News and Information

Jerusalem land seizures 'illegal'
February 1, 2005

Bulldozer at work near Israeli wall surrounding Jerusalem
Hundreds of hectars of land have already been expropriated
Israel's attorney general has told the government to call an immediate halt to confiscating Palestinian property in East Jerusalem under a 1950 land law.

Meni Mazuz said he was never consulted about the policy, which was secretly approved by the cabinet last summer.

He wrote to the finance minister saying the law could not be used for people absent from their property because of Israeli security measures.

The legislation entitles Israel to take Arab-owned land without compensation.

Palestinians say the cabinet decision was meant to allow the takeover of thousands of hectares of Palestinian-owned land around Jerusalem and cement Israel's control over the occupied eastern half of the city.

Hundreds of hectares have been seized in recent months, say lawyers for Palestinian landowners.

This decision is not legally defensible, that it cannot stand up to either Israeli or international law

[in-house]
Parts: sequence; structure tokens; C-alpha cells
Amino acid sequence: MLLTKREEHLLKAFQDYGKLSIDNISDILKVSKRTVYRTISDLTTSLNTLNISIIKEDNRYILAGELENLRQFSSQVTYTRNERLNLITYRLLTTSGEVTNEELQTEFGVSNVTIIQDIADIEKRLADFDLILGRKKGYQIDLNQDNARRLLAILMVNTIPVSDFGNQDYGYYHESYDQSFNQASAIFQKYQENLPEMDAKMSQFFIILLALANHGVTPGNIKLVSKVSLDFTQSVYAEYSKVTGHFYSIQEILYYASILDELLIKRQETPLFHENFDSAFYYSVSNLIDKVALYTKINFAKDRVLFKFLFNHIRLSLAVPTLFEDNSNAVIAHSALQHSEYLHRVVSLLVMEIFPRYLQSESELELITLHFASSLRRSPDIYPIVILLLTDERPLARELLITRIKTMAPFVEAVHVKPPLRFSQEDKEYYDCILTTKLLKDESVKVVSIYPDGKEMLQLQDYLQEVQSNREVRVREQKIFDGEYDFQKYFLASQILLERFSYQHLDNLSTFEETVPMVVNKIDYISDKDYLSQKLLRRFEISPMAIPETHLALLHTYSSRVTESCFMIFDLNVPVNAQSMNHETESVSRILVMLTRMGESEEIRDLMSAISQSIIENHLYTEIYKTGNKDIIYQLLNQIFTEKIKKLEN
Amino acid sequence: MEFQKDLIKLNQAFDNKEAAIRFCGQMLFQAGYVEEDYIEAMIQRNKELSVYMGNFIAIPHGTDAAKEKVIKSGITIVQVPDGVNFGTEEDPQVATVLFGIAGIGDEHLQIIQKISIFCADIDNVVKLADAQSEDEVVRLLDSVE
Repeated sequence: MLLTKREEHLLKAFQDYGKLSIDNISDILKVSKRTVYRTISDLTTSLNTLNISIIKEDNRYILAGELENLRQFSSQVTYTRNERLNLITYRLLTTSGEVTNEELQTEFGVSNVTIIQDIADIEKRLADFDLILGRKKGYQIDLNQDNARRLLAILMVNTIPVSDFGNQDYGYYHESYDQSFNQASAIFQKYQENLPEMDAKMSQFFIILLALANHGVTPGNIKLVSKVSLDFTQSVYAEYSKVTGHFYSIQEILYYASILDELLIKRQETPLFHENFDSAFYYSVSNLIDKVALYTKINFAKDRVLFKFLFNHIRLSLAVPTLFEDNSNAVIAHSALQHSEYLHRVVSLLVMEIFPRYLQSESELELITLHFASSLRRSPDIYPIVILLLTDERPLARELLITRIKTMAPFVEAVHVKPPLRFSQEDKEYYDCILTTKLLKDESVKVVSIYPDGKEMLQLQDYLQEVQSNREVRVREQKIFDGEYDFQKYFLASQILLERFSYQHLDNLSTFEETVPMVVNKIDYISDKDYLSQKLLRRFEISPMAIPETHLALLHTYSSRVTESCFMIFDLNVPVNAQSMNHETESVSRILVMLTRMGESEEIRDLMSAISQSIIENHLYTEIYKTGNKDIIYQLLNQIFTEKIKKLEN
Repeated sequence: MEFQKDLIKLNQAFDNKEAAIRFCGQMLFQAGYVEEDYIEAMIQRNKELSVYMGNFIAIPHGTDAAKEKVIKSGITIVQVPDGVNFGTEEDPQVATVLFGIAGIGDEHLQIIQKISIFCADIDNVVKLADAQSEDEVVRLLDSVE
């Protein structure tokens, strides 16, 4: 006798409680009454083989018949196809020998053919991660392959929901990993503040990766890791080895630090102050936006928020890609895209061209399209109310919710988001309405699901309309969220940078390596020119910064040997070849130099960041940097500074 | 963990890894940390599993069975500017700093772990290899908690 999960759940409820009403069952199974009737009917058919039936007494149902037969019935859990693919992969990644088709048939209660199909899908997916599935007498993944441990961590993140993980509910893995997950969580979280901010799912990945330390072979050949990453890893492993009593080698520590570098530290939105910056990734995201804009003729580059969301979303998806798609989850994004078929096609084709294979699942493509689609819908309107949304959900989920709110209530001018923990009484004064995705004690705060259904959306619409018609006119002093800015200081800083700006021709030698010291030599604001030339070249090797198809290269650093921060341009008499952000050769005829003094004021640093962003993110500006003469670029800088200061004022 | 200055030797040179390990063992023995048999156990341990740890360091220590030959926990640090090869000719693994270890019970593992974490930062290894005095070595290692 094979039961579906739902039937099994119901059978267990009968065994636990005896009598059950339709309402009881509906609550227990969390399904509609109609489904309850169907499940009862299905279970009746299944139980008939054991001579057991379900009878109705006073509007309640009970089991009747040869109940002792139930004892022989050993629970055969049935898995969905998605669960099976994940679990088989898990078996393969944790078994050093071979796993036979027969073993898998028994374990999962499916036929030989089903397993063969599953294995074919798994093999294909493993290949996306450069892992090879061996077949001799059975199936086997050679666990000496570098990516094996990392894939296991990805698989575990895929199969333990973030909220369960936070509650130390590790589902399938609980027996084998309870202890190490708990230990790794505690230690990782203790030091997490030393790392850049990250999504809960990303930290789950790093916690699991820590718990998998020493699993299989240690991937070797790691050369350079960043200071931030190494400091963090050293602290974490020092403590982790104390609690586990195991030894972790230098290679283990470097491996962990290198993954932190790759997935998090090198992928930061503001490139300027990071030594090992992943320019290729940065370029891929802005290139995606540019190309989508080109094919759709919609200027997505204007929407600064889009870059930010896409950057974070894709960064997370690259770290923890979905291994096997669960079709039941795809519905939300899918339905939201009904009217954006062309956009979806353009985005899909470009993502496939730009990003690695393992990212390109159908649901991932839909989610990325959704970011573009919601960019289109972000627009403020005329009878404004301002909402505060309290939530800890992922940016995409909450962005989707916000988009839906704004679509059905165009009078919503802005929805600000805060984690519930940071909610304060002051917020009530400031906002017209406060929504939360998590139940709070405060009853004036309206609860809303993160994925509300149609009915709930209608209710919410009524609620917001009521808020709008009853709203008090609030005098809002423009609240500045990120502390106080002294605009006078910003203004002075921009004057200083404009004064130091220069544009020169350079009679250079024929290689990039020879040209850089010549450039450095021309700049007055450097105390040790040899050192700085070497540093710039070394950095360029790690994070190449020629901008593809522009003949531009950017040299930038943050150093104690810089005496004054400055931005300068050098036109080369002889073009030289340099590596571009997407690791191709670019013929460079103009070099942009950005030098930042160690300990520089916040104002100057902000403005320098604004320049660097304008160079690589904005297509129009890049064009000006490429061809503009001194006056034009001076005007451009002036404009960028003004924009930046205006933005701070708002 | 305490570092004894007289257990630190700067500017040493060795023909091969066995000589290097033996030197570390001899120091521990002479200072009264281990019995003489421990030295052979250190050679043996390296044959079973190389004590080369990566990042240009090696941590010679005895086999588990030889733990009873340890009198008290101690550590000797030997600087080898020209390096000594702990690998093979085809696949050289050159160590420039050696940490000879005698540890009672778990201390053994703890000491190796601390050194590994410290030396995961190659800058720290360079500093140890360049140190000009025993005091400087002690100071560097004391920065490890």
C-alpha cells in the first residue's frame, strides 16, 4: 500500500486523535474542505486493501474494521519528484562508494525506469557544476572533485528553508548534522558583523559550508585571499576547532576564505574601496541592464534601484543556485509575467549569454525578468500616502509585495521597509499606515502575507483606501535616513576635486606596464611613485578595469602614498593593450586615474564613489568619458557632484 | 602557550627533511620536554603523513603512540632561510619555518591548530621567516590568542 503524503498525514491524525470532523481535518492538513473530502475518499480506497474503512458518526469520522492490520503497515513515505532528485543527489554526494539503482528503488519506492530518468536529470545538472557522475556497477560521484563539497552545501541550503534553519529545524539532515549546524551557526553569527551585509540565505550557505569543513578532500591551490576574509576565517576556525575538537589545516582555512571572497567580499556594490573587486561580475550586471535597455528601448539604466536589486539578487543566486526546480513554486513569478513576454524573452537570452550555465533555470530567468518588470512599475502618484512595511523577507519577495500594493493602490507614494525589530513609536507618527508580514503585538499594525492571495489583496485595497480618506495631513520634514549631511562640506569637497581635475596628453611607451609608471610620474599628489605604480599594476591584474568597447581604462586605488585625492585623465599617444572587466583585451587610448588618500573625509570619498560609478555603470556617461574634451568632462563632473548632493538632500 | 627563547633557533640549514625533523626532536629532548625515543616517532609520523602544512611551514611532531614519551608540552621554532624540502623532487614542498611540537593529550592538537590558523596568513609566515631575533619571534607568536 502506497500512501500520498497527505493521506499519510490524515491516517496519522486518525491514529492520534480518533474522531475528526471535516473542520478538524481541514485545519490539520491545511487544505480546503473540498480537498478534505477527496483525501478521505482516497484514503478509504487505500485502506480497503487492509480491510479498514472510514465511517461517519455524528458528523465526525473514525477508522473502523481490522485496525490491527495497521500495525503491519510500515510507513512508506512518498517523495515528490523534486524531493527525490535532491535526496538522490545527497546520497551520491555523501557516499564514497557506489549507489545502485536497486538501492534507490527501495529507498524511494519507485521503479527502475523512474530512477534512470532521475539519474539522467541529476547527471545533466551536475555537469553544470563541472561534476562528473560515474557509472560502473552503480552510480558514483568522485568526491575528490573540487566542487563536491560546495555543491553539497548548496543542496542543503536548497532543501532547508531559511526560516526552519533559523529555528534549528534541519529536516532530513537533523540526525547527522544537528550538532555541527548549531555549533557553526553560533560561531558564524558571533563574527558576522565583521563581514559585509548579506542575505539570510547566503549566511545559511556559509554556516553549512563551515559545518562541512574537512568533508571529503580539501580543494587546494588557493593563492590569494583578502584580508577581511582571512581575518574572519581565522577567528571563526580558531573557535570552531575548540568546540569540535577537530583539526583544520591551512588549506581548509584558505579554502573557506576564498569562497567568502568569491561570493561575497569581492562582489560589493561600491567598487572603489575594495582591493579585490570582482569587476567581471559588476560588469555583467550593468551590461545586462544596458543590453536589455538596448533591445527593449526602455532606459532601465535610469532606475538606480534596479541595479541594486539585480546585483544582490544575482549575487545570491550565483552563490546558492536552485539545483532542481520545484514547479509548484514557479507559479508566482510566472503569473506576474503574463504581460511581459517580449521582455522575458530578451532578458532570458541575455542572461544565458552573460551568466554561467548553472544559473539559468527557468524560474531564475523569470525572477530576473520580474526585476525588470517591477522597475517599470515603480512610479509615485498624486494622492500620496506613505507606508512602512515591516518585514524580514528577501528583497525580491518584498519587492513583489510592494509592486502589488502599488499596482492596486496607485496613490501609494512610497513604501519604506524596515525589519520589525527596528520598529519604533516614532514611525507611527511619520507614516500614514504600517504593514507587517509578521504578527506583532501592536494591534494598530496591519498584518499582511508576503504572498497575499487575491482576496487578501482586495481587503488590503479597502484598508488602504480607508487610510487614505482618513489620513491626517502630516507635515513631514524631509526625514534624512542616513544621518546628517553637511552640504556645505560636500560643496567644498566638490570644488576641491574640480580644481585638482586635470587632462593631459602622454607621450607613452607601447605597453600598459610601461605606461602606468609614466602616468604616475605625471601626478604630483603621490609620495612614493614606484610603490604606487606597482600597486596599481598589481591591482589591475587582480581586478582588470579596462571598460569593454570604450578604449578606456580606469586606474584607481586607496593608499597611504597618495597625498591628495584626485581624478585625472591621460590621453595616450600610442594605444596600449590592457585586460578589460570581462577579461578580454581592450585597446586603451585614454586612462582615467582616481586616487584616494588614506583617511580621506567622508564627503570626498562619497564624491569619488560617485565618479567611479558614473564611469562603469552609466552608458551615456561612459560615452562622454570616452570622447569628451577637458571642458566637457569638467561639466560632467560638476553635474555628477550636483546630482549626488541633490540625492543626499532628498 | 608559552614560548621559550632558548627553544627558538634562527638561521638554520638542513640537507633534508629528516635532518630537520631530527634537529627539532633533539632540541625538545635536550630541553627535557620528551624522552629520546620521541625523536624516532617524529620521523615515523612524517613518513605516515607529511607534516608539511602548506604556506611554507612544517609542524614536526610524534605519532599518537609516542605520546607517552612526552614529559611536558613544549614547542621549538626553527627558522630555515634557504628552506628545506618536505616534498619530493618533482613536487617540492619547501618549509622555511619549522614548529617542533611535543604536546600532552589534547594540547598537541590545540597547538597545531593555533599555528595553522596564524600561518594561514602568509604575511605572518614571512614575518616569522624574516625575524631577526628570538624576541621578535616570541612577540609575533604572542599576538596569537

Jacob Galanti
Justice Ministry spokesman

The United States has expressed concern about Israel's decision to apply the 1950 Absentee Property Law after it was brought to light last month.

A meeting between top Israeli envoy Dov Weisglass and US Secretary of State Condoleezza Rice is thought to have discussed the issue on Monday.

Not defensible

Mr Mazuz ruled that reviving the long-dormant law was illegal, justice ministry spokesman Jacob Galanti told journalists.

"Mazuz gave his opinion to ministers that this decision is not legally defensible, that it cannot stand up to either Israeli or international law," he said.

Palestinian landowner Johnny Atik stands next to a dead olive tree in front of Israel's separation fence
Palestinians were deprived of land often just on their doorstep

Many of the Palestinian "absentees" affected by implementation of the 55-year-old law are cut off from their land by new structures like roads to Jewish settlements and Israel's separation barrier, which has been deemed illegal by the International Court of Justice.

The law was originally devised to expropriate property belonging to the hundreds of thousands of Palestinians who fled their homes during the conflict that accompanied the creation of Israel in 1948.

Israel captured East Jerusalem, the West Bank and Gaza from Jordan in the 1967 war.

It then expanded Jerusalem's municipal boundaries into the West Bank and annexed the enlarged eastern Jerusalem, a move not recognised internationally.


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